Experts agree that climate change is one of the greatest concerns of our time. Fossil fuels are a major contributor to climate change, and one industry that relies heavily on fossil fuels is energy production.
Clean energy technologies will be one of the best ways to fight climate change going forward as they’ll allow people to burn less fuel while maintaining their current lifestyles. Clean energy exchange-traded funds (ETFs) give investors a way to add some of these new and emerging technologies to their portfolios. We’ve built this list of the five best clean energy funds, listed in no particular order, by reviewing dozens of funds and examining factors like:
|ETF Name||AUM (as of May 26, 2021)||Expense Ratio||Inception Date|
|iShares Global Clean Energy ETF||$5.86 billion||0.46%||June 24, 2008|
|Invesco WilderHill Clean Energy ETF||$1.8 billion||0.70%||March 3, 2005|
|First Trust NASDAQ Clean Edge Green Energy ETF||$2.44 billion||0.60%||Feb. 8, 2007|
|Invesco MSCI Sustainable Future ETF||$470.8 million||0.58%||Oct. 24, 2006|
|Global X Renewable Energy Producers ETF||$125.9 million||0.65%||May 27, 2015|
- 3-year return (as of March 31, 2021): 38.67%
- Expense ratio: 0.46%
- Assets under management (AUM): $5.86 billion as of May 26, 2021
- Inception date: June 24, 2008
The iShares Global Clean Energy ETF is one of the largest clean energy ETFs on the market by assets. It gives investors exposure to clean energy companies around the world, holding 112 different stocks in its portfolio.
The fund also has the lowest expense ratio of any fund on this list, with its net expense ratio coming to 0.46%, equivalent to $4.60 per $1,000 invested. It’s performed well, gaining 38.67% over the past three years—trailing its benchmark, the S&P Global Clean Energy Index, by 0.2%.
While the iShares ETF primarily invests in utilities, it also invests in industrial and technology companies responsible for the development of clean energy technology. The fund also invests in the manufacturing of solar panels and other necessities for clean energy production. This gives investors some more diversification than they would receive through funds that focus solely on energy production.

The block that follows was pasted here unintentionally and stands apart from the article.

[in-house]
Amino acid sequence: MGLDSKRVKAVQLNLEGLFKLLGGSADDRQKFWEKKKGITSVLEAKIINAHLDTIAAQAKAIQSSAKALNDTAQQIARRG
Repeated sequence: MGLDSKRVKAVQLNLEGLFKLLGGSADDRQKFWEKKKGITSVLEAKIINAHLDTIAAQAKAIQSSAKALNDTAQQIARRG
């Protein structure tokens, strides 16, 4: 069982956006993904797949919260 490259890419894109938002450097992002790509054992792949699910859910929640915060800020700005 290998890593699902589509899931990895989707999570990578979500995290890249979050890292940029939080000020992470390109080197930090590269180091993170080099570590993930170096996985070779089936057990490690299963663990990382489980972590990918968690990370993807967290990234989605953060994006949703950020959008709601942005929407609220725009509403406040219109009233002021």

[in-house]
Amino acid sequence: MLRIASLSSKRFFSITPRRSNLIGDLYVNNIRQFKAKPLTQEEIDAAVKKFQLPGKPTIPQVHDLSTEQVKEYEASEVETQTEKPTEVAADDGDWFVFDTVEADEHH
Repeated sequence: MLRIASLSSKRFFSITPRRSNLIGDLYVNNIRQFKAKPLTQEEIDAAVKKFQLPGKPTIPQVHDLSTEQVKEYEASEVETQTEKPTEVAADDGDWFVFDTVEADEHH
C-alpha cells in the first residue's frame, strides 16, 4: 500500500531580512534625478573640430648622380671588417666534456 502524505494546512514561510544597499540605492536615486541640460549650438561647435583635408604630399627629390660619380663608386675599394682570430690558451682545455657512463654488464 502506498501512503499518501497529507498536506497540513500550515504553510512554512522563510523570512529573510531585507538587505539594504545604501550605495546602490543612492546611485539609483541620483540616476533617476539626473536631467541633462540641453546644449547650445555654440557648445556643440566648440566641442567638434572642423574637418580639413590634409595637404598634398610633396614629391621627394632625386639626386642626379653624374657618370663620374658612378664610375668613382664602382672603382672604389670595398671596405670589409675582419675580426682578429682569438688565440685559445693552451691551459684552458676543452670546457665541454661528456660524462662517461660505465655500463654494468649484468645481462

- 3-year return (as of March 31, 2021): 60.24%
- Expense ratio: 0.70%
- Assets under management (AUM): $1.8 billion as of May 26, 2021
- Inception date: March 3, 2005
The Invesco WilderHill Clean Energy ETF lets investors buy into a portfolio that includes more than 60 companies involved in clean energy and conservation. This includes both companies that produce clean energy and those that are in related fields, such as electric vehicles.
The fund has $1.8 billion under its management, meaning investors needn’t worry about liquidity when they want to buy and sell shares. Its expense ratio, however, is on the higher end at 0.70%, equal to $7 for every $1,000 invested.
According to an analysis by ETF.com, the funds strengths include its exposure to pure-play clean energy companies but also ancillary service providers to clean energy companies. This improves diversification within the fund.
- 3-year return (as of March 31, 2021): 53.23%
- Expense ratio: 0.60%
- Assets under management (AUM): $2.44 billion as of May 26, 2021
- Inception date: Feb. 8, 2007
The First Trust NASDAQ Clean Edge Green Energy ETF aims to track the NASDAQ Clean Edge Green Energy Index. The index tracks companies that are “manufacturers, developers, distributors, and/or installers of clean-energy technologies.” This gives it a broader portfolio than ETFs that focus more on energy producers than the clean energy industry as a whole.